Small is beautiful

Andrew Edmunds is a long established restaurant in central London that always features highly on top restaurant lists including that of Hardens, which currently has it placed as the fifth best within its price category and is it is also deemed the city’s third most romantic restaurant by the guide’s readers.

I admit to venturing down there a few times with my wife (before we were married so I guess the romantic thing works) but what I remember most vividly from my various visits was squeezing between the tables during one dinner sitting to visit the toilets and knocking over a bottle of red wine.

This was not because I’d consumed too much vino – although I might well have done so – but because the tables are placed so closely together. This is not because the owners are money-grabbers – quite the contrary in fact as they have one of the best value wine lists in town – it’s down to the tiny size of the dining room

This cosines – helped by the romantic candlelight – is one of the big appeals of Andrew Edmunds in my view. Lots of people clearly have the same opinion as me because it has been around many years and remains a firm favourite of many Londoners. This desire for perfectly formed compact restaurants has been supported by a recent survey from OpenTable that found 87% of people in the UK prefer the atmosphere of a small, intimate restaurant as opposed to a big bustling joint.

This is yet another small piece of evidence that adds to the case that the enormous cavernous places that typically open during boom times are not exactly well positioned in the market to counter the headwinds that the restaurant industry now faces. Small is now undeniably beautiful – not just for diners but also for operators judging by some of the recent announcements.

Burrito brand Tortilla has just launched its first mini version of its restaurant that covers only 800 sq ft and encompasses a mere 20 covers, which is half the size of one of its regular outlets. The rationale behind this move is partly down to the onerous rents now being demanded for locations on high streets.

By moving to residential and office-based sites the rentals become viable for a smaller klonopin base of customers being served from a mini site. But what makes this diversion in its strategy worthwhile is that overall sales will be boosted by the expected higher percentage of revenue derived from take-away and delivery, which will likely equal the levels achieved at the larger high street sites.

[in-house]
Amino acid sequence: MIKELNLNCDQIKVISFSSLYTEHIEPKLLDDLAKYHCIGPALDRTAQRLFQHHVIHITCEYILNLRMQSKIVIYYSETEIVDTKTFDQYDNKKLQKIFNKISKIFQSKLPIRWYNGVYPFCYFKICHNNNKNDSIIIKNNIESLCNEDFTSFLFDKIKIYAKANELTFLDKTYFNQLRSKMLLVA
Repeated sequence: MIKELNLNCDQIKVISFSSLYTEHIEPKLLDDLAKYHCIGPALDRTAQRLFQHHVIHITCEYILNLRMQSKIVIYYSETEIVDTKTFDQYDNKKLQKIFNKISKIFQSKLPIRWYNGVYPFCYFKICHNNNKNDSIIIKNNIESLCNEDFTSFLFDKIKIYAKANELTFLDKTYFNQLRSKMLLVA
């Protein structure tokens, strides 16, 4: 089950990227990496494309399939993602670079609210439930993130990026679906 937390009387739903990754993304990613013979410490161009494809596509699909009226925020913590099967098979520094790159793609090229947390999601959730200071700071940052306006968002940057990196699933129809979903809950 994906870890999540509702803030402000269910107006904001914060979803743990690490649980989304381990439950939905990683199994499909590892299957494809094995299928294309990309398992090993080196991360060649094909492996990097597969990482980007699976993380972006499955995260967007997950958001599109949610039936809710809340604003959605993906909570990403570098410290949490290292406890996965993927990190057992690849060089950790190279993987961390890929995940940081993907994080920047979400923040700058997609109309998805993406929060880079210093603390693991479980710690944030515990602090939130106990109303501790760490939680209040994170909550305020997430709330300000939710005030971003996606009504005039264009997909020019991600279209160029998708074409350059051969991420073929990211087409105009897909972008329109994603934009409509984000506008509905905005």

This recognition of the growing impact of home delivery is also part of the reason burger chain Five Guys is going down the small restaurant route. It has secured two sites that are some way more compact than its regular units. The predicted greater take-away element means less seating is required.

For both companies finding suitable – potentially profitable – sites is proving sufficiently difficult that they are having to think outside the (big) box and take the smaller box route. And it is home delivery and take-away that is seemingly coming to the rescue and ensuring these new business models stack-up financially. This is quite refreshing because to date my pieces seem to have focused more on the pressures delivery is bringing to the foodservice sector.

The small is beautiful trend is being replicated across sectors. It was only recently that Whitbread announced it would be doubling the capacity at its Cardiff Premier Inn site by expanding from the current 70 regular-sized rooms to 140 smaller, compact versions.

This is not being done by building an extension onto the property but by effectively cutting each room in half – that will create some rooms without windows. I’m not sure I like the sound of this and it would be a sure fire way to get me straight down to the hotel’s bar. It’s just as well therefore that the restaurant and bar spaces will increase at the site. It certainly seems a rather a cunning plan to drive more food and beverage sales.

While it will be interesting to see if this experiment will result in more Premier Inn properties going through the same cut-and-splice process I do hope that Andrew Edmunds does not get tempted to squeeze in any more tables. Otherwise, nobody’s bottles of wine will be safe.

Glynn Davis, editor of Retail Insider
This piece was originally published on Propel Info where Glynn Davis writes a regular Friday opinion piece. Retail Insider would like to thank Propel for allowing the reproduction of this column.